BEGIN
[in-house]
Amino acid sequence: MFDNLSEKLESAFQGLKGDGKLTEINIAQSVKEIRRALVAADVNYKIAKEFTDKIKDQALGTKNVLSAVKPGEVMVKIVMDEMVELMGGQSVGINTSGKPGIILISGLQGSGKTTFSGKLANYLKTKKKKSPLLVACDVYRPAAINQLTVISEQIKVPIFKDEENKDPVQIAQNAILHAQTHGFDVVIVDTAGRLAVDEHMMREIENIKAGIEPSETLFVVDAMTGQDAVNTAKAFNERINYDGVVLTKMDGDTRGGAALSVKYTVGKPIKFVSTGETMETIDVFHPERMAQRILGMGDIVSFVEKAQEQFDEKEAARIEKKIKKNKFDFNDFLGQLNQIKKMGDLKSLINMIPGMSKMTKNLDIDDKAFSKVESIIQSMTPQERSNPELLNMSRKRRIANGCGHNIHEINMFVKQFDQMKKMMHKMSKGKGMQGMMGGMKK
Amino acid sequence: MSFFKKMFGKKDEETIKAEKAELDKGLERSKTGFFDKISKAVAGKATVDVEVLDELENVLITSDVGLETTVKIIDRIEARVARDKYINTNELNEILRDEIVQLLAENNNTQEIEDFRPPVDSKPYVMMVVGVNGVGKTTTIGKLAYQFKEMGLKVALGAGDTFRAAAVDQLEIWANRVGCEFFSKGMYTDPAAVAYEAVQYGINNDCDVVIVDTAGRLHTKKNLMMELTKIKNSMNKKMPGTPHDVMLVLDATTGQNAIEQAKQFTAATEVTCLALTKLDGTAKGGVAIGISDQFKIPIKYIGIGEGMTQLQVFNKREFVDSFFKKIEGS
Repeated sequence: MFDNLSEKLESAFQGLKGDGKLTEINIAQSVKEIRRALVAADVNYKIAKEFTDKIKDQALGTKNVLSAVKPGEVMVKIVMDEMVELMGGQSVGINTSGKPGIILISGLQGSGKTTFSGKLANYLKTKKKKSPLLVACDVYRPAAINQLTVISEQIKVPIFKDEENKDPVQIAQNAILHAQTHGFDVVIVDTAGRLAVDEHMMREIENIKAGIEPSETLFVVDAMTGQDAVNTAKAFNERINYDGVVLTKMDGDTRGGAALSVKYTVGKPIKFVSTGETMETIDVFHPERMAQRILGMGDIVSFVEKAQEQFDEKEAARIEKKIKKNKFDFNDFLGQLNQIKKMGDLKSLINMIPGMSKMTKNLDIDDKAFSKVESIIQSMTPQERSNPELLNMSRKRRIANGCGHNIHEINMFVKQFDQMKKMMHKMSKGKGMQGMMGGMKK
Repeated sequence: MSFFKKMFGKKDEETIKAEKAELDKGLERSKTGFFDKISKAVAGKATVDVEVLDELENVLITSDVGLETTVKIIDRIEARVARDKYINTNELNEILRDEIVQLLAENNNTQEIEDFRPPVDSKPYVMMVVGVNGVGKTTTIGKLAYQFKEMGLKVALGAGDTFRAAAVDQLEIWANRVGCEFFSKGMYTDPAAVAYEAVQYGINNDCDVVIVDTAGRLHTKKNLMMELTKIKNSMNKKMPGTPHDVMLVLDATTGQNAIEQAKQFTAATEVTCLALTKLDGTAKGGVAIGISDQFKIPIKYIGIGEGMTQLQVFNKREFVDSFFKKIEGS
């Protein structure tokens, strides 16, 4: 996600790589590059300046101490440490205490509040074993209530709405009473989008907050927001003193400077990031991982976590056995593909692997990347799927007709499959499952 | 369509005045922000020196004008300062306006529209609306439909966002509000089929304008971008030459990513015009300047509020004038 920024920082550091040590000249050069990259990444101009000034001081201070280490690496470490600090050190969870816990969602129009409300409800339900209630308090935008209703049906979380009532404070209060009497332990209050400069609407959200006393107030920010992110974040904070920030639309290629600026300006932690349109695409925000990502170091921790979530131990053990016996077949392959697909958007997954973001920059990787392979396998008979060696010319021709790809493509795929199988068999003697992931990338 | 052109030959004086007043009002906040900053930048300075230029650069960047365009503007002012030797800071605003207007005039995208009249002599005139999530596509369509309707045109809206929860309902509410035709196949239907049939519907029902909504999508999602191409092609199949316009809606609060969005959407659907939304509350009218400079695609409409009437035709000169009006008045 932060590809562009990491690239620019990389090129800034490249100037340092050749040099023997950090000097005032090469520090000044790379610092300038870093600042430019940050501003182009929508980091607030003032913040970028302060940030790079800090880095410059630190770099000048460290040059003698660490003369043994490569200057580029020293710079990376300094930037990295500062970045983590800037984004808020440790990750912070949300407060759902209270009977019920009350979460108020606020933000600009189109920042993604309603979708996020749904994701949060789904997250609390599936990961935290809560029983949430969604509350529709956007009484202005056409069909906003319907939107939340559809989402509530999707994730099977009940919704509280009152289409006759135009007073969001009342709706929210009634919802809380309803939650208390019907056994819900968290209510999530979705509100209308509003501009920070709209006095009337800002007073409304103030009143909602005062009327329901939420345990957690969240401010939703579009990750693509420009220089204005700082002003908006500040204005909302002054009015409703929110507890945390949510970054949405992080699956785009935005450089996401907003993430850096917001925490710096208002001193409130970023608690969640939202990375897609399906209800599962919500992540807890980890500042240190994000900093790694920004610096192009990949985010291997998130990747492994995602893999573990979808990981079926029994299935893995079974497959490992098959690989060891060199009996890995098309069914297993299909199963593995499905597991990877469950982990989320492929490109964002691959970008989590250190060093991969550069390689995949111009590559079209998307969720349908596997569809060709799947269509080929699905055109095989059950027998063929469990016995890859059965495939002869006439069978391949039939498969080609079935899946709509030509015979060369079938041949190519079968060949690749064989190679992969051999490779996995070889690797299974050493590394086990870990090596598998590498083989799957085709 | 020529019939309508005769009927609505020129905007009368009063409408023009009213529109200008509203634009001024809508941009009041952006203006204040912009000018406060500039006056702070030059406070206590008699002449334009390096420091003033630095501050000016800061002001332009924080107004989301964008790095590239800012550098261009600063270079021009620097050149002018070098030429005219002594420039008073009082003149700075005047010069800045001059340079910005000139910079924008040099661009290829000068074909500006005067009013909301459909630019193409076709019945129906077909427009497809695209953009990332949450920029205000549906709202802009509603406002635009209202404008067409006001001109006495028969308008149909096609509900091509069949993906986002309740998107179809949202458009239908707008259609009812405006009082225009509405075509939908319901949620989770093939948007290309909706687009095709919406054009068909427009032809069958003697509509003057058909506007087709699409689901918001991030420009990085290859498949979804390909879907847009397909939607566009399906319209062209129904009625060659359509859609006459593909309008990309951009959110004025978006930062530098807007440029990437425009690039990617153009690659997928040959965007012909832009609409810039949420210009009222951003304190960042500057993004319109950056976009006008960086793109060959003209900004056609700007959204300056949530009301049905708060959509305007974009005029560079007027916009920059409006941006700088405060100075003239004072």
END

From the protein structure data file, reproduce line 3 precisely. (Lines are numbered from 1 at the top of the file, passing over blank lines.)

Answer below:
Amino acid sequence: MSFFKKMFGKKDEETIKAEKAELDKGLERSKTGFFDKISKAVAGKATVDVEVLDELENVLITSDVGLETTVKIIDRIEARVARDKYINTNELNEILRDEIVQLLAENNNTQEIEDFRPPVDSKPYVMMVVGVNGVGKTTTIGKLAYQFKEMGLKVALGAGDTFRAAAVDQLEIWANRVGCEFFSKGMYTDPAAVAYEAVQYGINNDCDVVIVDTAGRLHTKKNLMMELTKIKNSMNKKMPGTPHDVMLVLDATTGQNAIEQAKQFTAATEVTCLALTKLDGTAKGGVAIGISDQFKIPIKYIGIGEGMTQLQVFNKREFVDSFFKKIEGS